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Icon representing US Coast Guard Bulletin: Cyber Adversaries Targeting Commercial Vessels
US Coast Guard Bulletin: Cyber Adversaries Targeting Commercial Vessels

June 21st 2019
Icon representing Would you pay $1m for a laptop full of malware?
Would you pay $1m for a laptop full of malware?

May 23rd 2019
Icon representing Singapore Opens Maritime Cybersecurity Operations Centre (MSOC)
Singapore Opens Maritime Cybersecurity Operations Centre (MSOC)

May 22nd 2019

Report: Power Supply Interruption Biggest Cyber-Attack Concern

October 6th 2017
New research from Accenture has revealed that distribution business executives consider interruptions to power supply their biggest cyber-attack concern, ahead of potential impacts on customer/employee safety and the theft of sensitive data.

In its Outsmarting Grid Security Threats report the firm surveyed more than 100 utilities executives from over 20 countries, discovering that 63% of those polled believe their country faces at least a “moderate risk” of suffering electricity supply interruption as a result of a cyber-attack on electric distribution grids within the next five years.

“A typical distribution grid has neither the size of a transmission network nor the same risks of cascading failure,” said Accenture. “However, distribution grids have the same vulnerabilities and, as a potentially softer target, could be increasingly subject to attack. Breaches by a wide range of potential attackers could have devastating impacts along the entire electricity value chain, from generation through to consumers.”

Accenture added that the increased connectivity of industrial control systems enabled by smart grids will drive significant benefits in the form of safety, productivity, improved quality of service and operational efficiency. However, there is also a fear that the same greater connectivity could create opportunities for cyber-criminals to launch crippling attacks, opening the potential of new threats into industrial control systems.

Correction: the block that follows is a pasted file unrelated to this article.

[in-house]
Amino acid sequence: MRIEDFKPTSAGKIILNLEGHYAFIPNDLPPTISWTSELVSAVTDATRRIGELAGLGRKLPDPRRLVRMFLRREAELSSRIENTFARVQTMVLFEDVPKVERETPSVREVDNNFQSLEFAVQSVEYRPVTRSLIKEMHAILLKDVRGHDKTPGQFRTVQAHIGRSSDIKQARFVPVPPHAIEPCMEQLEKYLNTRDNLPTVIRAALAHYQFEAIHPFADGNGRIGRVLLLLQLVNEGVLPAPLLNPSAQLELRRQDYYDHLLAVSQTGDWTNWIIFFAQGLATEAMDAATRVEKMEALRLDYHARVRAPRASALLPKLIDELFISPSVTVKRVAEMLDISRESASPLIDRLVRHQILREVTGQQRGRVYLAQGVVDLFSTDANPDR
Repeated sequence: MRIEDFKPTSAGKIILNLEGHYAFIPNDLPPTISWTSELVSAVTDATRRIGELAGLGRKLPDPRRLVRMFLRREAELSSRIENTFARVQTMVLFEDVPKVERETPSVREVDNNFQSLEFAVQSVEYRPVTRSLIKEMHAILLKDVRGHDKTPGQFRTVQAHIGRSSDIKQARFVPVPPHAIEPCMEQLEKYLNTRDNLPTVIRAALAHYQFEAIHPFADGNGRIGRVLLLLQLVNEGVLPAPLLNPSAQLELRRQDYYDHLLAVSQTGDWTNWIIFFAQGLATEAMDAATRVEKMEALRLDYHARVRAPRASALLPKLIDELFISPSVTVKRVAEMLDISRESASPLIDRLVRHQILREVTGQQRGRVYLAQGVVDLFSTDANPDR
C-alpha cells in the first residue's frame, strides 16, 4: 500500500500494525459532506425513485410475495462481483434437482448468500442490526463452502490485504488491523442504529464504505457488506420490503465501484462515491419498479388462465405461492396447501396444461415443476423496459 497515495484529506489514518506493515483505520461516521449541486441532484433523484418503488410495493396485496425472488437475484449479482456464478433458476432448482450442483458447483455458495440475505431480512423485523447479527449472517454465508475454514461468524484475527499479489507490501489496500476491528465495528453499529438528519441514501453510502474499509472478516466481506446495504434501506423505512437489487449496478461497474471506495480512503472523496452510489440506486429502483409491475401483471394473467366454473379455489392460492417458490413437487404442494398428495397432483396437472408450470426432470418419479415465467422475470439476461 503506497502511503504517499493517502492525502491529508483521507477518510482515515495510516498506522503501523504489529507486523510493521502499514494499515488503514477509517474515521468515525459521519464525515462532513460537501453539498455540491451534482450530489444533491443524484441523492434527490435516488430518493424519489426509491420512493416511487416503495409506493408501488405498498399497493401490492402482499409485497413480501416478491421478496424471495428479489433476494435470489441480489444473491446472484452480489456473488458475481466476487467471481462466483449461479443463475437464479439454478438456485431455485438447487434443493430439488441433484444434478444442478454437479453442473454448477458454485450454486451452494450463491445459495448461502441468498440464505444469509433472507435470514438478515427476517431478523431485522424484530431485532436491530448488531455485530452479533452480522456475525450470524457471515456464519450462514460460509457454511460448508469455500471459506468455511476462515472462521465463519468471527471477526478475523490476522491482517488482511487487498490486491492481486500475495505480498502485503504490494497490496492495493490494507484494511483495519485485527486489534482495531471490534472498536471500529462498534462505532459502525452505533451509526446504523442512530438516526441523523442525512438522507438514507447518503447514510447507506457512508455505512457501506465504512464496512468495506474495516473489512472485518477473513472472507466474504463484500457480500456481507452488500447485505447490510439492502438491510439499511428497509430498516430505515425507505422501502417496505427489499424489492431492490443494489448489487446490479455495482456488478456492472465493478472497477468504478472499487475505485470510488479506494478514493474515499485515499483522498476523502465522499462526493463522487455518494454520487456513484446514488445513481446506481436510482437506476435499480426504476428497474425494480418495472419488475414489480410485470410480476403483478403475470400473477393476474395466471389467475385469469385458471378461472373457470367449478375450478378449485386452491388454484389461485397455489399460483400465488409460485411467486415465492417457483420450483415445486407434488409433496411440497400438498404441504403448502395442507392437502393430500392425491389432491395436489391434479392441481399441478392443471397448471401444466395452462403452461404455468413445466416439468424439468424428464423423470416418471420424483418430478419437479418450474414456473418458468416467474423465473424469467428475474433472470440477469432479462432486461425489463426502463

“The current technology landscape for many utilities features control systems that work on old or vulnerable operating systems – commonly without sufficient processing power to run effective virus scans; a lack of encryption or authorization on communications channels – accompanied by limited or no security for end points such as programmable logic controllers (PLCs) and intelligent end devices (IEDs),” the company explained.

Sean Newman, director at Corero, said that cyber-attacks against national infrastructure have the potential to inflict significant, real-life disruption and prevent access to critical services that are vital to the functioning of our economy and society.

“To keep up with the growing complexity and organization of well-equipped and well-funded threat actors, it’s essential that critical infrastructure, including energy and utilities maintain comprehensive visibility across their networks to instantly and automatically detect and block any potential cyber-attacks, including Distributed Denial of Service (DDoS) attacks as they arise. Proactive DDoS protection is a critical element in proper cybersecurity protection against loss of service and data breach activity. This level of protection cannot be achieved with traditional Internet Gateway security solutions such as firewalls, IPS and the like.”